Track: 3 Cancer

Call for Paper: Presentation/case report/research work

SUB TRACK: Cancer, brain tumor, cancer awareness, childhood cancer, leukemia, tumor, cancer, cancer awareness, children’s health, Patient- specific treatments, disease pathogenesis, carcinoma, leukemia disease stratification, pediatric cancer, cancer awareness, cancer fundraising, cancer awareness.

How Is Each Cancer Type Named?

Cancer is called for the bodily region from which it first appeared. Its moniker remains the same as the cancer spreads. For instance, kidney cancer still qualifies as kidney cancer and not lung cancer if it spreads to the lungs. One example of a secondary tumour is lung cancer.

Staging is the process of figuring out whether and how far cancer has gone. There are several methods for staging cancer.

What Are the Different Types of Cancer?

Cancer is not just one illness; rather, it is a collection of illnesses that collectively cause the body’s cells to alter and proliferate out of control. Cancers are categorised either based on the type of fluid or tissue from which they arise or based on where in the body they first manifested themselves. Some cancers are also a combination of several kinds.


A carcinoma is a cancer found in body tissue known as epithelial tissue that covers or lines surfaces of organs, glands, or body structures. For example, a cancer of the lining of the stomach is called a carcinoma. Many carcinomas affect organs or glands that are involved with secretion, such as breasts that produce milk. Carcinomas account for 80-90% of all cancer cases.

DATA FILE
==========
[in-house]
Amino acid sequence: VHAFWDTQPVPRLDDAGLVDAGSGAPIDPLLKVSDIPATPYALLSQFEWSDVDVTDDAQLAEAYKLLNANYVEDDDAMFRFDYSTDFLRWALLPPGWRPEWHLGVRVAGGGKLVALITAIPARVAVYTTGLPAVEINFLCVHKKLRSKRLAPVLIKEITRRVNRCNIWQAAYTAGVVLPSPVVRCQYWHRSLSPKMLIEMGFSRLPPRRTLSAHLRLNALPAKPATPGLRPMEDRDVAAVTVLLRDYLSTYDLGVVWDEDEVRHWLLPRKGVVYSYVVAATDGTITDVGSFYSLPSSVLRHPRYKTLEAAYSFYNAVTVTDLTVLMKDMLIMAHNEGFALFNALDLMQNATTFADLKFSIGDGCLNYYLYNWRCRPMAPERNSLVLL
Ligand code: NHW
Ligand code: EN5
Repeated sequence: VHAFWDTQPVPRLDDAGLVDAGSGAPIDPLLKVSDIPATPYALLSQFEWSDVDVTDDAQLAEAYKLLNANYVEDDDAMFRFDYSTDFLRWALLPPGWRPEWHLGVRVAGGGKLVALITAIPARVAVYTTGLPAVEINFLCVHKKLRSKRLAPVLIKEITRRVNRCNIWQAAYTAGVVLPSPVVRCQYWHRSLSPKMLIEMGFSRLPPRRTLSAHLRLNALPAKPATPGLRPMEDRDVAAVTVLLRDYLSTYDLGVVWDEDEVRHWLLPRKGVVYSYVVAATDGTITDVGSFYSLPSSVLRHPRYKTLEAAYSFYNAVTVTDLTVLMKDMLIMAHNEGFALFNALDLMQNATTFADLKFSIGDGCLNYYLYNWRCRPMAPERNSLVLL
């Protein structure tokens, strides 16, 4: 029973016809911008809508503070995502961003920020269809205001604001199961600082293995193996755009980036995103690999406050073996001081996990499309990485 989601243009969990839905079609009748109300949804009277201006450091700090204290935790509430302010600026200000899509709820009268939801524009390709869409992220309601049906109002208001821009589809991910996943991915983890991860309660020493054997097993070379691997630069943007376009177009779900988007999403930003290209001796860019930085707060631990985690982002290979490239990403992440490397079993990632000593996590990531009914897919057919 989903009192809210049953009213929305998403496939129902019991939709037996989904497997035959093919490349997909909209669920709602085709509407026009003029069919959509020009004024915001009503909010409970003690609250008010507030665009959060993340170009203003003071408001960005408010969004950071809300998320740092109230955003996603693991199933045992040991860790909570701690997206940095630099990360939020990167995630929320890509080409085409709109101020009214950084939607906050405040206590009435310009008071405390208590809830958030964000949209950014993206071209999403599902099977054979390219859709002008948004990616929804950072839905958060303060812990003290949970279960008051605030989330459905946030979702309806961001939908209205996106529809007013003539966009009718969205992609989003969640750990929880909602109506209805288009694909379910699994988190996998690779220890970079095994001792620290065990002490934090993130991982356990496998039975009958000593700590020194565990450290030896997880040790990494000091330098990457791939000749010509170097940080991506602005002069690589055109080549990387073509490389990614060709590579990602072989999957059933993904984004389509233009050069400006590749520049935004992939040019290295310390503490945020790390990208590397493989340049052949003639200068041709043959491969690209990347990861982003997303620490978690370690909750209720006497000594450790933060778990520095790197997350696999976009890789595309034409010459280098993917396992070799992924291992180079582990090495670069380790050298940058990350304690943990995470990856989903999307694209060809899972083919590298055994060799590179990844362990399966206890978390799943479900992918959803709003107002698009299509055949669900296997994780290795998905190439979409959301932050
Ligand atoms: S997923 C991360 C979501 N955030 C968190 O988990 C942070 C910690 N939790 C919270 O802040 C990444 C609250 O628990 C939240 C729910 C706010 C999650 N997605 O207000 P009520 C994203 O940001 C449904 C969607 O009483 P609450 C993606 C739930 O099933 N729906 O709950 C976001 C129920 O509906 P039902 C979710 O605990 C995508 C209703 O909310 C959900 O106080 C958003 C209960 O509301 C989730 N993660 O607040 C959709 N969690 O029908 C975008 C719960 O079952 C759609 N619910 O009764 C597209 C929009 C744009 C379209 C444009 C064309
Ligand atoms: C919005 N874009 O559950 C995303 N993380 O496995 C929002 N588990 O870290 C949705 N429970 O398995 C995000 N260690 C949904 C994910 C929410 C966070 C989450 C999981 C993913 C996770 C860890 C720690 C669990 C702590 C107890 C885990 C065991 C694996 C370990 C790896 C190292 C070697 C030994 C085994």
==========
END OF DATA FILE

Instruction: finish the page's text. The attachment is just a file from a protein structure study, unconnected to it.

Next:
Types of carcinoma include:

  • Melanoma
  • Basal cell carcinoma
  • Squamous cell skin cancer
  • Merkel cell carcinoma
  • Sarcoma
  • A sarcoma is a malignant tumor growing from connective tissues, such as cartilage, fat, muscle, tendons, and bones. The most common sarcoma, a tumor on the bone, usually occurs in young adults. Examples of sarcoma include osteosarcoma (bone) and chondrosarcoma (cartilage).

Types of sarcoma include:

  • Soft tissue sarcoma
  • Osteosarcoma
  • Ewing’s sarcoma
  • Chrondrosarcoma
  • Lymphoma
  • Lymphoma refers to a cancer that originates in the nodes or glands of the lymphatic system, whose job it is to produce white blood cells and clean body fluids, or in organs such as the brain and breast. Lymphomas are classified into two categories: Hodgkin’s lymphoma and non-Hodgkin’s lymphoma.

Types of lymphoma include:

  • Hodgkin’s lymphoma
  • Non-Hodgkin’s lymphoma
  • Cutaneous lymphoma


Leukemia, often known as blood cancer, is a bone marrow malignancy that prevents the marrow from creating healthy red, white, and platelet blood cells. To fight infection, white blood cells are necessary. To avoid anaemia, red blood cells are necessary. The presence of platelets helps to prevent easy bleeding and bruising.

Acute myelogenous leukaemia, chronic myelogenous leukaemia, acute lymphocytic leukaemia, and chronic lymphocytic leukaemia are all types of leukaemia. Myelogenous and lymphocytic are terminology used to describe the sort of cells involved.

Types of leukemia include:

  • Acute lymphocytic leukemia
  • Acute myeloid leukemia
  • Agnogenic myeloid leukemia
  • Chronic lymphocytic leukemia
  • Chronic myeloid leukemia
  • Essential thrombocythemia (ET)
  • Hairy cell leukemia
  • Myelodysplastic syndromes (MDS)


The bone marrow’s plasma cells are where myeloma develops. Sometimes myeloma cells gather in a single bone to create a single tumour known as a plasmacytoma. In other instances, the myeloma cells assemble in several bones to generate numerous bone tumours. The term for this is multiple myeloma.

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